"It was the best of times, it was the worst of times" sums up these two great cities now. Richard Hunter, interactive investor's head of markets, studies the upcoming results season.
The two cities in question here are London and New York, and the fortunes of those markets are in stark contrast.
In the year to date, the FTSE 100 has dipped 2.3%, while the S&P 500 Stateside has added 5.3% and the Dow Jones Industrial Average 8.5%.
Within the FTSE 100's disappointing performance, there have of course been some stocks which bucked the trend - but the net effect is a downward move, more recently hampered by something of a recovery in sterling (lessening the value of overseas earnings, estimated to be responsible for some 70% of the UK's premier – and global – index) and a particularly weak August.
As such, in terms of the impending third-quarter earnings season in the UK, investors may wish to consider a "bottom-up" approach to identifying promising stocks, as opposed to a general "top-down" attitude (which incorporates the macro-economic picture) or indeed a simple tracker.
For the US, the situation is markedly different.
Expectations are high and moving higher. This is not surprising given the fact that the US economy is currently firing on all cylinders, propelled by the lingering effects of the previous tax cuts, a monetary policy which remains loose and companies which are reaping the rewards of a benign environment.
Not surprisingly, this fed through into half-year earnings, where nearly 80% of US companies reported positive earnings surprises and over 70% reported higher than expected sales.
Going into Q3, a recent report by FactSet (a US financial data company) anticipated earnings growth of 19.3% for the quarter (which would mark the third highest earnings growth since the beginning of 2011), mentioning that 74 S&P companies have issued negative earnings per share guidance and 24 positive. It is important to note here that running into a quarterly reporting season earnings hopes are often massaged down to manage investor expectations.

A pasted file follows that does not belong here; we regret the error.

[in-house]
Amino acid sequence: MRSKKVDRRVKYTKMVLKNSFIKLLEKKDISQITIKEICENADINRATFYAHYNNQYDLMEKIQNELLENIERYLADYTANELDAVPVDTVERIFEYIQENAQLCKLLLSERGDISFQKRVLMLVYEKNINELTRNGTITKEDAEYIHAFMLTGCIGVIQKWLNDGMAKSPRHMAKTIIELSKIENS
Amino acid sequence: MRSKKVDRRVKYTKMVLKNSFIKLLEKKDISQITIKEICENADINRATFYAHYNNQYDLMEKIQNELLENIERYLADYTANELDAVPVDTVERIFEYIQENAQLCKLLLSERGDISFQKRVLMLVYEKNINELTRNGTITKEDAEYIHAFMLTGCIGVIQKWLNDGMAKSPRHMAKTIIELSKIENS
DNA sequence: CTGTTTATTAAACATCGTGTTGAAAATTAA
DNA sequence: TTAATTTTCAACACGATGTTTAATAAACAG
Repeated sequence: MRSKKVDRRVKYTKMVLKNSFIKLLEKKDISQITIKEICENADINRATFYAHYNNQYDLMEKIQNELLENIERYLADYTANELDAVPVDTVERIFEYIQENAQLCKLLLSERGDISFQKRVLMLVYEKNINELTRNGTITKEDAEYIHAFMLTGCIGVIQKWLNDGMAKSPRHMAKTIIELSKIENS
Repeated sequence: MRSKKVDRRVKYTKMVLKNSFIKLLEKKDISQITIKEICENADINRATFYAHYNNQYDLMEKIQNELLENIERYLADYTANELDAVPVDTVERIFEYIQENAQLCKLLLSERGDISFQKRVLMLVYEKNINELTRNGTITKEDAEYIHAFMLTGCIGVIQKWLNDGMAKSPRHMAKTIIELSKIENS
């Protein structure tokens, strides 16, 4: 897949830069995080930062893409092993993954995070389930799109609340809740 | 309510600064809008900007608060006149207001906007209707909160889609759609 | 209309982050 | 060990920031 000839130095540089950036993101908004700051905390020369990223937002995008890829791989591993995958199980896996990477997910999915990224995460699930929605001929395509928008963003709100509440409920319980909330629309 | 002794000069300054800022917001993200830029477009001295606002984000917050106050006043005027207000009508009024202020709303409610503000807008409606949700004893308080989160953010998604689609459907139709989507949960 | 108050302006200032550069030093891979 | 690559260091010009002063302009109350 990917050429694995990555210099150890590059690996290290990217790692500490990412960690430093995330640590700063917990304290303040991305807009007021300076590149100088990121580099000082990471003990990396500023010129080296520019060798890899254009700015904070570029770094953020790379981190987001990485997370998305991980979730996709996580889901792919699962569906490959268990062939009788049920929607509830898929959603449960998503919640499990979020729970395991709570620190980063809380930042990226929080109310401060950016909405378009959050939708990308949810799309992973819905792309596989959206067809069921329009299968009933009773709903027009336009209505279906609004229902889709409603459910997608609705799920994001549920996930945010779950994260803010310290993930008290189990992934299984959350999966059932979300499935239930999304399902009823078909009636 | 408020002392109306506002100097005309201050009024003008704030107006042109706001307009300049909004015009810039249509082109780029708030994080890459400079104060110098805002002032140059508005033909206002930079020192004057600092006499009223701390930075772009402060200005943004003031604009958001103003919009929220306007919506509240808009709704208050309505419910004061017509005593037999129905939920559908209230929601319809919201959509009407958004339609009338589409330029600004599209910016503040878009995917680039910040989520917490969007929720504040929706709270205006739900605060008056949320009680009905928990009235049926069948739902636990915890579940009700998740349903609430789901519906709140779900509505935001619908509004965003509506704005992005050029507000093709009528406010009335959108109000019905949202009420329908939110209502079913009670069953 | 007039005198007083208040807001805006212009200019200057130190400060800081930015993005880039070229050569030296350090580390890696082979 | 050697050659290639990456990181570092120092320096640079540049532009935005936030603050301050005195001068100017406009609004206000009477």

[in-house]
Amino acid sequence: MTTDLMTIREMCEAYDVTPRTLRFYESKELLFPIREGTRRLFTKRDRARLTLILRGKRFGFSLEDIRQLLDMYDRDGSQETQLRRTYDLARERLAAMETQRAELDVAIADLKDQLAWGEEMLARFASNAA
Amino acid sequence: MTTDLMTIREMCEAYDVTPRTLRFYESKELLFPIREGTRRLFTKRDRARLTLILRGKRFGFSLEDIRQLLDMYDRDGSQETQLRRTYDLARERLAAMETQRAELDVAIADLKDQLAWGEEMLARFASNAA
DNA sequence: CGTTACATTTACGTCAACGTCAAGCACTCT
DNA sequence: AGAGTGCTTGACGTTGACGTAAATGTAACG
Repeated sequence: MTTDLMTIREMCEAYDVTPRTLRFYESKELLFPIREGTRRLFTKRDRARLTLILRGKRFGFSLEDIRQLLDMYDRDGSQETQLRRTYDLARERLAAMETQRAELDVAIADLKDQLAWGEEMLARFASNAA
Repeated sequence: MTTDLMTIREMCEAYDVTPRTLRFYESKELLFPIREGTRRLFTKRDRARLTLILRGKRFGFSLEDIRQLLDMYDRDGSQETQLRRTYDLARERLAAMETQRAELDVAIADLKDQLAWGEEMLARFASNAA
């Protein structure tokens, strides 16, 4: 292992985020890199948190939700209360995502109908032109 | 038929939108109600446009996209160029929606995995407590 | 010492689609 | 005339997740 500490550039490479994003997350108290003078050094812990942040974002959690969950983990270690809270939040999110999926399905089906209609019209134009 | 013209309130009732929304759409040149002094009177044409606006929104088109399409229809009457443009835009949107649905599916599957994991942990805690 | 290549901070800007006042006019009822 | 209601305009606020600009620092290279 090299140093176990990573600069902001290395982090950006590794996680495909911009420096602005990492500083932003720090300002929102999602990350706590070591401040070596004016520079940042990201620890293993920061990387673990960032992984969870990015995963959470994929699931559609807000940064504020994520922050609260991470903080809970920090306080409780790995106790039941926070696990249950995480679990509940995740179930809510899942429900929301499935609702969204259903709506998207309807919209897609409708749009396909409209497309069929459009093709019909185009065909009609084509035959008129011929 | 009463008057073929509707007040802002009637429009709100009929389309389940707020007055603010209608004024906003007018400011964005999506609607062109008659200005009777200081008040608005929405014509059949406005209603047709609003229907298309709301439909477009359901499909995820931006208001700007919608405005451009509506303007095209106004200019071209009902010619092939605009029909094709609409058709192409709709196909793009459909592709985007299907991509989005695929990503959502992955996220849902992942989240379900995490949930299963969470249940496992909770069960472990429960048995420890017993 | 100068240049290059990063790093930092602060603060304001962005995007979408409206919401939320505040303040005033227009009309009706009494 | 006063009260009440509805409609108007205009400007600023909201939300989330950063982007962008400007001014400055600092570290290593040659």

Perhaps more representative is the current view of nearly 11,000 ratings which FactSet covers. Of those, 53% have 'buy' ratings on the S&P 500, 42% are 'neutral' and just 5% have 'sell' ratings.
Although the strength of the US market has been broad, the technology stocks have been grabbing many of the headlines, which is hardly surprising given that Amazon (briefly) topped the $1 trillion-dollar market capitalisation recently, while Apple remains there.
The share price performance of the FAANGs over the last year is generally stunning – Facebook is probably the exception, having dipped 3.6%, with Apple up 51%, Amazon up 102%, Netflix up 104% and Google (now known as Alphabet for the market listing) up 26%.
The head of the Federal Reserve, Jerome Powell, is also unabashed in his praise of the US economy, having recently and variously described it as "particularly bright", "remarkably positive" and "extraordinary", adding that "There's really no reason to think that this cycle can't continue for quite some time, effectively indefinitely".
A brave forecast indeed.
However, bull markets do not die of old age, they stop because something has changed. And if US companies continue to shoot the lights out in the third quarter, so should the markets there.
These articles are provided for information purposes only. Occasionally, an opinion about whether to buy or sell a specific investment may be provided by third parties. The content is not intended to be a personal recommendation to buy or sell any financial instrument or product, or to adopt any investment strategy as it is not provided based on an assessment of your investing knowledge and experience, your financial situation or your investment objectives. The value of your investments, and the income derived from them, may go down as well as up. You may not get back all the money that you invest. The investments referred to in this article may not be suitable for all investors, and if in doubt, an investor should seek advice from a qualified investment adviser.
Full performance can be found on the company or index summary page on the interactive investor website. Simply click on the company's or index name highlighted in the article.